If you have ever climbed up a sand dune you understand the meaning of the catch phrase,
two steps forward, one step back.
If you are a Microsoft Windows user, or you are in the 85% of Mac users who also own a Windows PC (according to NPD Group's 2009 Household Penetration Study) then you have also been subject to the truth of this proverb.
I am not going to harp on Vista, which seems to be the new favorite pastime of many tech bloggers, I am going to acknowledge it as an important stepping stone to Windows 7. Windows 95 and XP were solid steps forward and Vista was the step that sunk back. Windows 7 has taken the next step forward and that is good for all of us, even if it did piggy back on some features of our other favorite operation system.
Starting off, Windows 7 has made the appropriate increases and decreases. Windows 7 decreases the install time and the boot time so now you can start working as soon as your pop-tarts are done microwaving. It increases your battery life by monitoring and trimming down energy sucking background activities. This allows you to actually watch more than one episode of Lost you pirated (Ed. note: Oops, did we let him say that?) without having to plug in.
Windows 7 decreases the amount of memory that it take to open new application windows. This is fantastic for those of us who multitask e.g. Working in Photoshop, snooping google for images, listening to Pandora, and Instant Messaging your mother who just discovers what IMing was.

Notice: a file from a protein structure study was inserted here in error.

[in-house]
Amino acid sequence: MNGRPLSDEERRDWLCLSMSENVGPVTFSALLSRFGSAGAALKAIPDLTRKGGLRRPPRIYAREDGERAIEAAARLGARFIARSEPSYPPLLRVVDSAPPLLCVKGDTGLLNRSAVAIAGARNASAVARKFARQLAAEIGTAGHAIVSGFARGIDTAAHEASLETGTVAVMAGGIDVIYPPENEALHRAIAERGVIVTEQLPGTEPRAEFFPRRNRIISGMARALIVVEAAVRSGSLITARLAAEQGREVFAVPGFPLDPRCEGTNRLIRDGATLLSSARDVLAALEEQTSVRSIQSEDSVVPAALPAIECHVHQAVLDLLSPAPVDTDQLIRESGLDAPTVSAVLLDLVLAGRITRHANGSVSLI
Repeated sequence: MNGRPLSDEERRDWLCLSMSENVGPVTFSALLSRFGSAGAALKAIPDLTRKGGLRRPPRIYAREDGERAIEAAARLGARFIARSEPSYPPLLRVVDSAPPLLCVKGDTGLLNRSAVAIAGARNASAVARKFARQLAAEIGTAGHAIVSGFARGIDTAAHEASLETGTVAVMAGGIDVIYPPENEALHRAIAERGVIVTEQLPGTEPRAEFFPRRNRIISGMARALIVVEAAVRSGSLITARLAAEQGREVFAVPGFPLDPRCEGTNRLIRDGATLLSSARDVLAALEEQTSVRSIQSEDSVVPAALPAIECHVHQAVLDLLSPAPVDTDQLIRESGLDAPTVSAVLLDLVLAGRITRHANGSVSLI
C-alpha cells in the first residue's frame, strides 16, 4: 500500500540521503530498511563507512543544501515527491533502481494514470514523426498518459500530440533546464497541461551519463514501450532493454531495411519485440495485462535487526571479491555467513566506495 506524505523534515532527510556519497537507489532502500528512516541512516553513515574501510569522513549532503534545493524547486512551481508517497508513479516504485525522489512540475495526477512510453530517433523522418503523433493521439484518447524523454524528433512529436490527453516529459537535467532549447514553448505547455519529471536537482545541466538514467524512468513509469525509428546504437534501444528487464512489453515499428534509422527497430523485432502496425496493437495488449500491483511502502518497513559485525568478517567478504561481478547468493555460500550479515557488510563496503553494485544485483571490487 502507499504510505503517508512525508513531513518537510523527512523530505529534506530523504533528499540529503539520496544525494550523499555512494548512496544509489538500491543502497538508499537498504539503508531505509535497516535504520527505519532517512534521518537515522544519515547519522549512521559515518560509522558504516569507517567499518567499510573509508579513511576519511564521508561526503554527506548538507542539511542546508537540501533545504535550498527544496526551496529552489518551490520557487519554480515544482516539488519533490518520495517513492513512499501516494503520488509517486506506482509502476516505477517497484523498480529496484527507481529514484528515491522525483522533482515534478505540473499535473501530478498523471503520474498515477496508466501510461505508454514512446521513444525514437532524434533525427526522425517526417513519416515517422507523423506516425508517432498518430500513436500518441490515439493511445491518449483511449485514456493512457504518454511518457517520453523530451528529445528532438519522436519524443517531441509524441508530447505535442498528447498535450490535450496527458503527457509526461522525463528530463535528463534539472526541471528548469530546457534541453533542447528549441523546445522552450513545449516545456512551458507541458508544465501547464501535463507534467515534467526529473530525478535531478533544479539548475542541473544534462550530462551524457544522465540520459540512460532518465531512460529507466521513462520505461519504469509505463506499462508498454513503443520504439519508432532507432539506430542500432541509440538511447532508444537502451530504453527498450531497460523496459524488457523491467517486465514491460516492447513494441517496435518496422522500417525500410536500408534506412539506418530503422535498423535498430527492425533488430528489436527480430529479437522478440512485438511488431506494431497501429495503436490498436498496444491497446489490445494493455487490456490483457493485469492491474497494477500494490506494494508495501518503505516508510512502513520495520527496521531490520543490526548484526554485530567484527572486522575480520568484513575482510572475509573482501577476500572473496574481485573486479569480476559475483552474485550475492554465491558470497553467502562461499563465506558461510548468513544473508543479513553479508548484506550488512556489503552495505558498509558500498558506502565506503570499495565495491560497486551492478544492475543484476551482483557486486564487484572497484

Windows 7 Increases support for 64-bit systems and multi-core processors. This is great for running calculation intense programs such as CS4. If you ask what is CS4 then do not worry about it, it just makes it go really fast and we will tell you when you're older. But, for those of you who do know and aren't designing on a Mac then you are in luck.
There are not too many issues popping up if you are upgrading from Vista to Windows 7. If you are having to fresh start because you stayed with XP then there might be a few minor problems, but hop over to Adobe and read some of the blogs and it should sort out with only minor hair pulling. Once you get started you will see a noticeable few seconds shaved off when working with high res photos in Photoshop and when you reluctantly Live Trace when in a hurry in Illustrator.
Speaking of design, Windows 7 has added something that will excite the kid in us, but only if that kid decided to shell out extra for a snazzy touch screen. Windows 7's Paint program is actually quite entertaining, being able to finger paint without getting messy, which is good for not just for the kid in you but for actual kids too. Windows 7 touts Multi-Touch but it really should say Duo-Touch. Add a third finger and your magenta paint brush makes a funky zig-zag trying to decide which two fingers it likes better. The Duo-Touch is fine for the iPhone-esque pinch zooming and other actions. Just don't move too quickly, or it might think a scroll is the jump menu swipe. It also has the cool concept of copy and paste actions, which turn out to be more fun to think about then to actually implement. But hey, it wouldn't be Windows with out it and it is a step in the right direction.